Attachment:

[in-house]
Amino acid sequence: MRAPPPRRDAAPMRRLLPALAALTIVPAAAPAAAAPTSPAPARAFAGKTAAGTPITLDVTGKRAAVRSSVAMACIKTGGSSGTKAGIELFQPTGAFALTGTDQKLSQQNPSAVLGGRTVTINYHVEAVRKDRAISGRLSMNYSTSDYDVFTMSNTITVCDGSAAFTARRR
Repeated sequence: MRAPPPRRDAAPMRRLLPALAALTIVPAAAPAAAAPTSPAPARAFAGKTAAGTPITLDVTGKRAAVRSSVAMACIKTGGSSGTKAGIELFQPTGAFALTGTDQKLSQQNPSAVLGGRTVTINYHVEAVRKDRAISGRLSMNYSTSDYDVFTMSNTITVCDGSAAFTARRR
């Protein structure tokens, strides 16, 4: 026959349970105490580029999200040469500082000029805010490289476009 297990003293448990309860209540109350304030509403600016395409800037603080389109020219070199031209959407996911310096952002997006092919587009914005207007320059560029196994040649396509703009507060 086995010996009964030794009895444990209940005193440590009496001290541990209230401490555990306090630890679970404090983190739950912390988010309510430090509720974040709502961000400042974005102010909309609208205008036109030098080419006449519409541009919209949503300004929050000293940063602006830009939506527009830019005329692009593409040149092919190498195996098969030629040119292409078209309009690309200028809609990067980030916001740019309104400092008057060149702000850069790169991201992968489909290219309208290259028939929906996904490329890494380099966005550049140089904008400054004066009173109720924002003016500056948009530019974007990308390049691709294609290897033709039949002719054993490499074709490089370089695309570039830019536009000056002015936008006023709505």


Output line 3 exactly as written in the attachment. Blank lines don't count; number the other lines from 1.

Repeated sequence: MRAPPPRRDAAPMRRLLPALAALTIVPAAAPAAAAPTSPAPARAFAGKTAAGTPITLDVTGKRAAVRSSVAMACIKTGGSSGTKAGIELFQPTGAFALTGTDQKLSQQNPSAVLGGRTVTINYHVEAVRKDRAISGRLSMNYSTSDYDVFTMSNTITVCDGSAAFTARRR